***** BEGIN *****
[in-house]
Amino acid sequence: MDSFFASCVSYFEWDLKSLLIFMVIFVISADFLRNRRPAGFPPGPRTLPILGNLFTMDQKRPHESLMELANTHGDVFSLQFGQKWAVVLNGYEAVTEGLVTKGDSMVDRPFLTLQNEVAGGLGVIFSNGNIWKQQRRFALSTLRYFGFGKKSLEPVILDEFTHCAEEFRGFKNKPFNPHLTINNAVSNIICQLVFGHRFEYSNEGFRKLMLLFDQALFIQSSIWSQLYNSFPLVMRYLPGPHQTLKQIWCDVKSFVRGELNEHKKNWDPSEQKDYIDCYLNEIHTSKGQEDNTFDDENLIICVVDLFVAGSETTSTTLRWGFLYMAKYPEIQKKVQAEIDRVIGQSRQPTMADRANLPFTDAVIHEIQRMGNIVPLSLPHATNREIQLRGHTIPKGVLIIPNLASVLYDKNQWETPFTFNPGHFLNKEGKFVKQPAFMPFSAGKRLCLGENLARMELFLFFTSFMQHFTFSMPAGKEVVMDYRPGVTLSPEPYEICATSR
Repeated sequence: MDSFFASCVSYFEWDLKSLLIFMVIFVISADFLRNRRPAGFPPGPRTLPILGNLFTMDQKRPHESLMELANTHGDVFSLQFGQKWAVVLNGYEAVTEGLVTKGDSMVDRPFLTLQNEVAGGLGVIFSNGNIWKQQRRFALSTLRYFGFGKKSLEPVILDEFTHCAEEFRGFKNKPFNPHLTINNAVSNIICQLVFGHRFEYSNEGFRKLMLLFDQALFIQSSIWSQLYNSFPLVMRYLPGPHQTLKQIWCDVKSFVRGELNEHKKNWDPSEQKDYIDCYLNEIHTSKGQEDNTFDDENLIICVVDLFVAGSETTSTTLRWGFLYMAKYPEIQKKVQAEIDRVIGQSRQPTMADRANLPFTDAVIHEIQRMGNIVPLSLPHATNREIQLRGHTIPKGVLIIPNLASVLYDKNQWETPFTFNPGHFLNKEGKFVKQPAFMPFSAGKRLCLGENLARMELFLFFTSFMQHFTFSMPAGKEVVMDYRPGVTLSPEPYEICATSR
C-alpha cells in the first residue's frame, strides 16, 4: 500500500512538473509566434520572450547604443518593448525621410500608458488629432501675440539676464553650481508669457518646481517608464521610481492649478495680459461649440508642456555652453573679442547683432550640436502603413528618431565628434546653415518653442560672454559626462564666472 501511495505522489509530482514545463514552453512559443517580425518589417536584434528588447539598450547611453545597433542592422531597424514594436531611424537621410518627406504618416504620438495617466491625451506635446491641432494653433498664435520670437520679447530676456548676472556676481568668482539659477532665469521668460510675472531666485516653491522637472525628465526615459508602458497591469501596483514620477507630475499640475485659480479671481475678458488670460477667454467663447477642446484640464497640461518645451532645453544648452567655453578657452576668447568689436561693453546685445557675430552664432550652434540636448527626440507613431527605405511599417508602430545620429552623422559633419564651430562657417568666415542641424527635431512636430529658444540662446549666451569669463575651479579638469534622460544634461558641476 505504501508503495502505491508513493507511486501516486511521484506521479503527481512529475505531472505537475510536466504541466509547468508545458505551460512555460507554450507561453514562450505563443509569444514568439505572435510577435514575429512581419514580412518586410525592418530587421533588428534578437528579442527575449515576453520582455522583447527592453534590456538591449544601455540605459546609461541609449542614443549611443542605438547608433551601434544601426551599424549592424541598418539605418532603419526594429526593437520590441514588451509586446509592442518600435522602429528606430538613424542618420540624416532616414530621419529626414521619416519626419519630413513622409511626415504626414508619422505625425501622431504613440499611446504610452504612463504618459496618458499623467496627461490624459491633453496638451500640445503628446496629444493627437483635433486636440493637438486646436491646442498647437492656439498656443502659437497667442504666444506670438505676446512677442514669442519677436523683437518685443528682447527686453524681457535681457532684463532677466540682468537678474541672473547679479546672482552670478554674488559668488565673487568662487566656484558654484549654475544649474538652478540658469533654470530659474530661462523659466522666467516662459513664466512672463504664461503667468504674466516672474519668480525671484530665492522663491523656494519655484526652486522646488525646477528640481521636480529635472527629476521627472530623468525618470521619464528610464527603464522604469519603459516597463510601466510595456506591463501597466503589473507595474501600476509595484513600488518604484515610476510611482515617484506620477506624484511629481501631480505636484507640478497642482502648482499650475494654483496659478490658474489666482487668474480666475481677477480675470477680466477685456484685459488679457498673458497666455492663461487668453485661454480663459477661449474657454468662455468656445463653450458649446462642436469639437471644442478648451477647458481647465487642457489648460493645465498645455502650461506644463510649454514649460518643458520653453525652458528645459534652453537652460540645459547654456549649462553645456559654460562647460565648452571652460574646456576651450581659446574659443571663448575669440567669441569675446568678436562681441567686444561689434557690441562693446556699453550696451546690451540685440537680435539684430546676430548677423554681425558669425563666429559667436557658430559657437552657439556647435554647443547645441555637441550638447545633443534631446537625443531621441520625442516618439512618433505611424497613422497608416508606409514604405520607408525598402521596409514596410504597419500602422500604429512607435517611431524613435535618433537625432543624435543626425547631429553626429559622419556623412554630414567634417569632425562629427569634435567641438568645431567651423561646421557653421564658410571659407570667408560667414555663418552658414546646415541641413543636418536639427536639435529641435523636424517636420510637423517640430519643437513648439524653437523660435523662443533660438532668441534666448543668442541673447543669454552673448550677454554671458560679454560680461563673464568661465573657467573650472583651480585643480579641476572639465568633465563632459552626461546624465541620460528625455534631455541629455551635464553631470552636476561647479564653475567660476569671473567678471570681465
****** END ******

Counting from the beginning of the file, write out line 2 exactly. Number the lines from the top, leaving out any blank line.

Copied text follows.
Amino acid sequence: MDSFFASCVSYFEWDLKSLLIFMVIFVISADFLRNRRPAGFPPGPRTLPILGNLFTMDQKRPHESLMELANTHGDVFSLQFGQKWAVVLNGYEAVTEGLVTKGDSMVDRPFLTLQNEVAGGLGVIFSNGNIWKQQRRFALSTLRYFGFGKKSLEPVILDEFTHCAEEFRGFKNKPFNPHLTINNAVSNIICQLVFGHRFEYSNEGFRKLMLLFDQALFIQSSIWSQLYNSFPLVMRYLPGPHQTLKQIWCDVKSFVRGELNEHKKNWDPSEQKDYIDCYLNEIHTSKGQEDNTFDDENLIICVVDLFVAGSETTSTTLRWGFLYMAKYPEIQKKVQAEIDRVIGQSRQPTMADRANLPFTDAVIHEIQRMGNIVPLSLPHATNREIQLRGHTIPKGVLIIPNLASVLYDKNQWETPFTFNPGHFLNKEGKFVKQPAFMPFSAGKRLCLGENLARMELFLFFTSFMQHFTFSMPAGKEVVMDYRPGVTLSPEPYEICATSR